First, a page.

FBI says still not known if Tennessee shooting suspect was radicalized

Reuters News
Posted: Jul 22, 2015 12:40 PM

By Frank McGurty

(Reuters) - The FBI still has not determined whether the suspect in the fatal shootings of five U.S. servicemen in Tennessee last week was radicalized in the run-up to the rampage, the special agent in charge of the investigation said on Wednesday.

But investigators believe that the suspect, Mohammod Youssuf Abdulazeez, acted on his own on the day of the shooting at two military facilities in Chattanooga, Edward Reinhold, special agent in charge of FBI's Knoxville division, told a news conference.

"At this time, we’re treating him as a homegrown violent extremist," Reinhold said. "We believe he entered the facility on his own. We do not have any indication that anyone else was assisting him on that day.”

Offering a smattering of fresh details about the investigation of last Thursday's shooting, Reinhold told reporters all of the victims were killed by a single weapon.

Investigators know where the 24-year-old suspect purchased firearms found with him after he was killed in a firefight at a naval training center, but the FBI will not disclose that information immediately, Reinhold said.

A friend of Abdulazeez told Reuters on Saturday that the suspect bought weapons on armslist.com. Telephone calls to the online firearms marketplace were not returned.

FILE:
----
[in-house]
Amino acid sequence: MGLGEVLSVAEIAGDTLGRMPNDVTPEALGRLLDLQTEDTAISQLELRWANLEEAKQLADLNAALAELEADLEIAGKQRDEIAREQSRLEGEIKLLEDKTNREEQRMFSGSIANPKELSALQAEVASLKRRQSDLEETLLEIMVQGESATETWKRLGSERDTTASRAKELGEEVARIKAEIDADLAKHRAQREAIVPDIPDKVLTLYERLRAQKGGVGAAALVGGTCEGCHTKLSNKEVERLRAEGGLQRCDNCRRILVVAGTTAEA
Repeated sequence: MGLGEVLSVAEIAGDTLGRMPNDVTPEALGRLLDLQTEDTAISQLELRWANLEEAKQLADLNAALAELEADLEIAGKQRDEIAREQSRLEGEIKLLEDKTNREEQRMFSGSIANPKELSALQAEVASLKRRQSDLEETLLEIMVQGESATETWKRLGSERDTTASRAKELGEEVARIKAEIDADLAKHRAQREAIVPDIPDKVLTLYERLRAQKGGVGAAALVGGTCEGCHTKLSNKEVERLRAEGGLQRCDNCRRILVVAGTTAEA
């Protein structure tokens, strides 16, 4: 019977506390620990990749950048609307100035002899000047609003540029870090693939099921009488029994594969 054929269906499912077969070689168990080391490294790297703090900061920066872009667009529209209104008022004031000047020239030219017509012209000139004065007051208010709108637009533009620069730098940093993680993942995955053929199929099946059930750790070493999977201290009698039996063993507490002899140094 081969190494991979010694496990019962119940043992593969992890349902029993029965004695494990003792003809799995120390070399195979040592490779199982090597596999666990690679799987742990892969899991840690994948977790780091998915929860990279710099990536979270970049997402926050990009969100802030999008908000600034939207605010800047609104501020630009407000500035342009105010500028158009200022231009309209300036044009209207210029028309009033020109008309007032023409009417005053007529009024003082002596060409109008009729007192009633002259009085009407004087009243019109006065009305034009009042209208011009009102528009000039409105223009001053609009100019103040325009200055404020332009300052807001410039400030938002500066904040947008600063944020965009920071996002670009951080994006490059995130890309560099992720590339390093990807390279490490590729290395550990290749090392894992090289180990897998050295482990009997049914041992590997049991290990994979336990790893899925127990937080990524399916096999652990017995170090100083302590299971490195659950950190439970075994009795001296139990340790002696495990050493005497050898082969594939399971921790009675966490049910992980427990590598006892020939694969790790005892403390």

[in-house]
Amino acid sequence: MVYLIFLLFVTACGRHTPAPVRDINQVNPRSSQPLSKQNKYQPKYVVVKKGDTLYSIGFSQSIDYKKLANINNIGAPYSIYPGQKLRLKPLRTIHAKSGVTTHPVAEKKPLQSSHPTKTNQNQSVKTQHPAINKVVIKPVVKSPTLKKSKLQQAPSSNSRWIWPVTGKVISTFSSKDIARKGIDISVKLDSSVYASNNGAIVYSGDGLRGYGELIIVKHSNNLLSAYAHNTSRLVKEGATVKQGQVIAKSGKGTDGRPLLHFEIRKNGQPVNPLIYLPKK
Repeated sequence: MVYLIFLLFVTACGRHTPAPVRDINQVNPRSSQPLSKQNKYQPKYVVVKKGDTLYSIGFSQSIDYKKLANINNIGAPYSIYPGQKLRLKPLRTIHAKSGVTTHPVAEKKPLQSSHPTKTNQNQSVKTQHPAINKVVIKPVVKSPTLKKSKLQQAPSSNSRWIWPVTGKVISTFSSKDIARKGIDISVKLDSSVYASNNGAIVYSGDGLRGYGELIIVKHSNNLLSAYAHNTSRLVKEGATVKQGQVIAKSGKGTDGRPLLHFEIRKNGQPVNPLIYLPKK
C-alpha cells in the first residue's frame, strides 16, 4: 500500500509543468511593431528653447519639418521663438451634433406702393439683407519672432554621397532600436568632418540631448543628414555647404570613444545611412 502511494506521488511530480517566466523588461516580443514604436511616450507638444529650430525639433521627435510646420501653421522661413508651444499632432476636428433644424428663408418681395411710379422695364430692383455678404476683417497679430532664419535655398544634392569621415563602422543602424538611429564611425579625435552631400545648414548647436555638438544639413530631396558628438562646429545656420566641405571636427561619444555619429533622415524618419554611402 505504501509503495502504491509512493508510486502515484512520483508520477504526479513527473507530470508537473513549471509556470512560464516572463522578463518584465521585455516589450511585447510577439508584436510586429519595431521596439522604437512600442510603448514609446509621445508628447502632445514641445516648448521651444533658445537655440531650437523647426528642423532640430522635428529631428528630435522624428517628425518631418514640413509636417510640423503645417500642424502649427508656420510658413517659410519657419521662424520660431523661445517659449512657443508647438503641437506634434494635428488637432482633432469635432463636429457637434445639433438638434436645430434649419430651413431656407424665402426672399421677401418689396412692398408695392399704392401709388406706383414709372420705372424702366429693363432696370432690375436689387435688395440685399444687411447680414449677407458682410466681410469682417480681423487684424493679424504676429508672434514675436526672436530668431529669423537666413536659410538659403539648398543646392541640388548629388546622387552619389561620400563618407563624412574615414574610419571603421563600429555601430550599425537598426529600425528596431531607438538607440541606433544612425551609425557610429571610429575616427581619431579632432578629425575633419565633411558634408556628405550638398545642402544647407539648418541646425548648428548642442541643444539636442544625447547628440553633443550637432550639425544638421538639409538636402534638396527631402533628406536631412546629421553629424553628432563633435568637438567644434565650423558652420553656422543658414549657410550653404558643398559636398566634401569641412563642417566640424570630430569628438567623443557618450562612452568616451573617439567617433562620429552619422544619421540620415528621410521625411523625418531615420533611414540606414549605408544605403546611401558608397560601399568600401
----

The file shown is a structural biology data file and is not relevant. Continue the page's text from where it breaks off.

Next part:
During the press conference, the FBI provided a more detailed timeline of the events that culminated with the July 16 killing of the suspect, a 24-year-old engineer with a history of psychological issues and substance abuse.

Reinhold said the attack began when Abdulazeez sprayed a military recruiting center in a Chattanooga strip mall with bullets and drove away. He then crashed his rented car through the gate of a naval training center six miles away, exited his vehicle and began firing.

He killed four Marines outside the training center building, then entered it and mortally wounded a U.S. Navy petty officer inside. The sailor died in a local hospital two days later.

The FBI has assigned 700 to 1,000 agents to the investigation, which Reinhold said was still at an early stage. The special agent said investigators would not be able to explain any of the pieces of evidence gathered so far until their probe was complete.

Meanwhile, U.S. investigators are in Jordan to interrogate the Jordanian-American uncle of the suspect, who visited relatives in that Middle Eastern country in 2014.

Jordanian authorities arrested Assad Ibrahim Abdulazeez Haj on Friday and he was being interrogated by both Jordanian and U.S. investigators, his lawyer Abdul Qader al Khatib said by telephone.

"We are gathering clues and we need to establish whether this was a sole act or one that is linked to a wider terror network," an unnamed Jordanian security source said.

"At this stage of the interrogation we cannot rule out anything."

(Reporting by Frank McGurty in New York; Additional reporting by Katie Reilly in New York and Suleiman Al-Khalidi in Beirut; Editing by Franklin Paul and James Dalgleish)